White matter vulnerability to ischemic injury increases with age because of enhanced excitotoxicity

Selva Baltan, Elaine F. Besancon, Brianna Mbow, Zu Cheng Ye, Margaret A. Hamner, Bruce R. Ransom

Research output: Contribution to journalArticlepeer-review

88 Scopus citations

Abstract

Stroke incidence increases with age and this has been attributed to vascular factors. We show here that CNS white matter (WM) is intrinsically more vulnerable to ischemic injury in older animals and that the mechanisms of WM injury change as a function of age. The mouse optic nerve was used to study WM function. WM function in older animals (12 months) was not protected from ischemic injury by removal of extracellular Ca2+ or by blockade of reverse Na+/Ca2+ exchange, as is the case with young adults. Ischemic WM injury in older mice is predominately mediated by glutamate release and activation of AMPA/kainate-type glutamate receptors. Glutamate release, attributable to reverse glutamate transport, occurs earlier and is more robust in older mice that show greater expression of the glutamate transporter. The observation that WM vulnerability to ischemic injury is age dependent has possible implications for the pathogenesis of other age-related CNS conditions.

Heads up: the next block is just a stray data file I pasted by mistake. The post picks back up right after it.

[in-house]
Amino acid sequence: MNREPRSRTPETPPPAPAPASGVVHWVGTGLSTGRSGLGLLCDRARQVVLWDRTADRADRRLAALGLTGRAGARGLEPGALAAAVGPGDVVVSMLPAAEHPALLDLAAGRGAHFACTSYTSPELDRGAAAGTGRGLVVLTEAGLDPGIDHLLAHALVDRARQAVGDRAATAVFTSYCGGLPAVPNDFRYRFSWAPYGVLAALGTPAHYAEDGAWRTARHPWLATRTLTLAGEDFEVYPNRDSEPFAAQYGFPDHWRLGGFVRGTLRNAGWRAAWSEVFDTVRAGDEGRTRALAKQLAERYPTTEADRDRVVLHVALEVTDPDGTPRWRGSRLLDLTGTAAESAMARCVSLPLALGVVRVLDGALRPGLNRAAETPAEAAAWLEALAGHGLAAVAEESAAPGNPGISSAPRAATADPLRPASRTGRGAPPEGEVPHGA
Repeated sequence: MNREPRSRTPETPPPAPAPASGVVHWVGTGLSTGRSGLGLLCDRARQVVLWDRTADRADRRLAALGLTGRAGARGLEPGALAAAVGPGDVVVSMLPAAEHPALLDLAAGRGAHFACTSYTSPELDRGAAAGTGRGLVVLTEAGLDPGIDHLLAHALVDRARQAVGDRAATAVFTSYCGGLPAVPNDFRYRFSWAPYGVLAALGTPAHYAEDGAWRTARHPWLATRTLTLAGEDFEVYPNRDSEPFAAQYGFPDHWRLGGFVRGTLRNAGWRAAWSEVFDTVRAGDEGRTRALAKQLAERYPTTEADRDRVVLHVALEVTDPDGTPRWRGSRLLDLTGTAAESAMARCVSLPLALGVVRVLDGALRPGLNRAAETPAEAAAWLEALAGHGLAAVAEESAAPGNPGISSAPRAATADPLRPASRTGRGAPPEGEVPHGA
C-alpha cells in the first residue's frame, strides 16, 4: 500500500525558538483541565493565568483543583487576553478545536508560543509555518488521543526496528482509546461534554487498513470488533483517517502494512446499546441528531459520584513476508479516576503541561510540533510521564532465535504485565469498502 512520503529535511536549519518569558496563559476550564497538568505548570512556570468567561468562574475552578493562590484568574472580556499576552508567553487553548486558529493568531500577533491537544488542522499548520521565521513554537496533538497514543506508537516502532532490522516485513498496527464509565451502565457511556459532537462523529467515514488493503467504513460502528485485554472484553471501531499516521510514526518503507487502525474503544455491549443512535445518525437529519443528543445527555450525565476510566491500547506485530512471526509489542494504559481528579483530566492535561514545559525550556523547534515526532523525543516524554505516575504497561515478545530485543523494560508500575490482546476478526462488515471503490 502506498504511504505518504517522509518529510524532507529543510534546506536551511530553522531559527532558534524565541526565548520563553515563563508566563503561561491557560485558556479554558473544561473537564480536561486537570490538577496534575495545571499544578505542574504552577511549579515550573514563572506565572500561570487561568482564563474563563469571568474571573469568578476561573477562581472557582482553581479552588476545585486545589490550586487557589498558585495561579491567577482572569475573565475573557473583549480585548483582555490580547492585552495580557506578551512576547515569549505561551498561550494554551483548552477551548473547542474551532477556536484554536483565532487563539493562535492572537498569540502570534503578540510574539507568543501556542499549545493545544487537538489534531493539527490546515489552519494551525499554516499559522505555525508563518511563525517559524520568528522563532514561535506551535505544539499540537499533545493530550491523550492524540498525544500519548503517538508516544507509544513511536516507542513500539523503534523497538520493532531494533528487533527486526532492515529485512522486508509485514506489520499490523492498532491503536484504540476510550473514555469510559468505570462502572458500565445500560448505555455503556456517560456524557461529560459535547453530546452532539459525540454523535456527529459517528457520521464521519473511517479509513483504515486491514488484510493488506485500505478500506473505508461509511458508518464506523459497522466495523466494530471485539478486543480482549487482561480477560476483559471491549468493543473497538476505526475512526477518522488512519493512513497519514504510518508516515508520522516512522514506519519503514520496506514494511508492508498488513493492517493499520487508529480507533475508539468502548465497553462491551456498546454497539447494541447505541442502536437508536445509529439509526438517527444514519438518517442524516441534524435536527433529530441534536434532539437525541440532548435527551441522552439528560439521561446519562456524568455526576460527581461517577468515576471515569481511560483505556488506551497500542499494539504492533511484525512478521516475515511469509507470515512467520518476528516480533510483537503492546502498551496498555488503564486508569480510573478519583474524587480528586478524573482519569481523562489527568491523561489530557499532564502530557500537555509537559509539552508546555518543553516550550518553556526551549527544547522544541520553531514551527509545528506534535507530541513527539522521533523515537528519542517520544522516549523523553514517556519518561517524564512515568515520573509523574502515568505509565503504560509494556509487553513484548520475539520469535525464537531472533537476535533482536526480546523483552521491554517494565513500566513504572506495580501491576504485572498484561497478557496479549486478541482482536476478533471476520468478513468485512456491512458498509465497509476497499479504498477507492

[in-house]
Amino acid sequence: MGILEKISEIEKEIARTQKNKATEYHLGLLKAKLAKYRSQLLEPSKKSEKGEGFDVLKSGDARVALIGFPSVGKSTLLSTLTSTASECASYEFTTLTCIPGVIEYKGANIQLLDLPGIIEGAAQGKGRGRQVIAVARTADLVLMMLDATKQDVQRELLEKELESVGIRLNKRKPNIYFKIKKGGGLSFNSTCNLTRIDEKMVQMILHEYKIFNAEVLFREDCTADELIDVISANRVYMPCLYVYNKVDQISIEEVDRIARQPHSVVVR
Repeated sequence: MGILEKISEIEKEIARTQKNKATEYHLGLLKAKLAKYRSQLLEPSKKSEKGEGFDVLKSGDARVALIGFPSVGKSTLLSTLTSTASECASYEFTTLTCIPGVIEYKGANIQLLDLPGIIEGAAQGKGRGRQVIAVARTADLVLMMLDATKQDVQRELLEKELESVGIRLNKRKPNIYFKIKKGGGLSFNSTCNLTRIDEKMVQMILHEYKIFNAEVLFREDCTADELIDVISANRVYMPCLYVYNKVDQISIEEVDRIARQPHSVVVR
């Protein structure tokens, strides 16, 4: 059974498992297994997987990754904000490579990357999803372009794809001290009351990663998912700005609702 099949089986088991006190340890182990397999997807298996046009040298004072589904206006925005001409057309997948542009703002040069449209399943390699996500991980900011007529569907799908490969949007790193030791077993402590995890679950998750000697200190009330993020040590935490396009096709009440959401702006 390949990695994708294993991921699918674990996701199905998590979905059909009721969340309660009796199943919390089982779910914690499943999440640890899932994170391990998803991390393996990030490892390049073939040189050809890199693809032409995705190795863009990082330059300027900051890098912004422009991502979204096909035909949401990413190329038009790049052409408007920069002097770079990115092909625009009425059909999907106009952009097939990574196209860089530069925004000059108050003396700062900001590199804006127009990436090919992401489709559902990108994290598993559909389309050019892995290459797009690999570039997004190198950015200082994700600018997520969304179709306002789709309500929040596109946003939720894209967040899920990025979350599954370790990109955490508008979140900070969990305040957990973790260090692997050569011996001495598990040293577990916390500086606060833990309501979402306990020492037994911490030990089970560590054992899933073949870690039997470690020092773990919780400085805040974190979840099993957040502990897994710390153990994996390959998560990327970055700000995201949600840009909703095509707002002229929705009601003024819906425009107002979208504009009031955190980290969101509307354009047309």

Original languageEnglish (US)
Pages (from-to)1479-1489
Number of pages11
JournalJournal of Neuroscience
Volume28
Issue number6
DOIs
StatePublished - Feb 6 2008
Externally publishedYes

Keywords

  • AMPA/kainate receptors
  • Axon
  • Glutamate
  • Glutamate transporter
  • NMDA receptors
  • Stroke

ASJC Scopus subject areas

  • Neuroscience(all)

Fingerprint

Dive into the research topics of 'White matter vulnerability to ischemic injury increases with age because of enhanced excitotoxicity'. Together they form a unique fingerprint.

Cite this